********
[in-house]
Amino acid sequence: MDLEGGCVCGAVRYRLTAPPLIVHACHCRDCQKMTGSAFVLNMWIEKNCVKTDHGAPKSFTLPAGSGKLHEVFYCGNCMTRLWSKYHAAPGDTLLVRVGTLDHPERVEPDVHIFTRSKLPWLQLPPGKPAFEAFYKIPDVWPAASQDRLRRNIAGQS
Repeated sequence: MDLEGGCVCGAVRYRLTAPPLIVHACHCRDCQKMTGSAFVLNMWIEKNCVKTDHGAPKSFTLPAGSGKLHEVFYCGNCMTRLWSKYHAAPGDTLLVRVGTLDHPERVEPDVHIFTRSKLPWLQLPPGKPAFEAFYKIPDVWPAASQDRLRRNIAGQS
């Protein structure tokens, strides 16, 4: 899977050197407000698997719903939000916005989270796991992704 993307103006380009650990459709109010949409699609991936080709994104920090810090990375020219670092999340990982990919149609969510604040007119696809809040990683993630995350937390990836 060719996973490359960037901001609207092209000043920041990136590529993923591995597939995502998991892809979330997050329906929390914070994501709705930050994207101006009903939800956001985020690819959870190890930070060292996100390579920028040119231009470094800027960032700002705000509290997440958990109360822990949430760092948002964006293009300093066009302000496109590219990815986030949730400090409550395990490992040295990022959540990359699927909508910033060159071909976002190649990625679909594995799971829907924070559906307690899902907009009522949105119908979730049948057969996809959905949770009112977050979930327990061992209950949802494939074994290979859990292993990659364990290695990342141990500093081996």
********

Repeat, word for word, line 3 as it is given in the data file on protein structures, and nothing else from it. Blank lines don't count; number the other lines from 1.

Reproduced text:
Repeated sequence: MDLEGGCVCGAVRYRLTAPPLIVHACHCRDCQKMTGSAFVLNMWIEKNCVKTDHGAPKSFTLPAGSGKLHEVFYCGNCMTRLWSKYHAAPGDTLLVRVGTLDHPERVEPDVHIFTRSKLPWLQLPPGKPAFEAFYKIPDVWPAASQDRLRRNIAGQS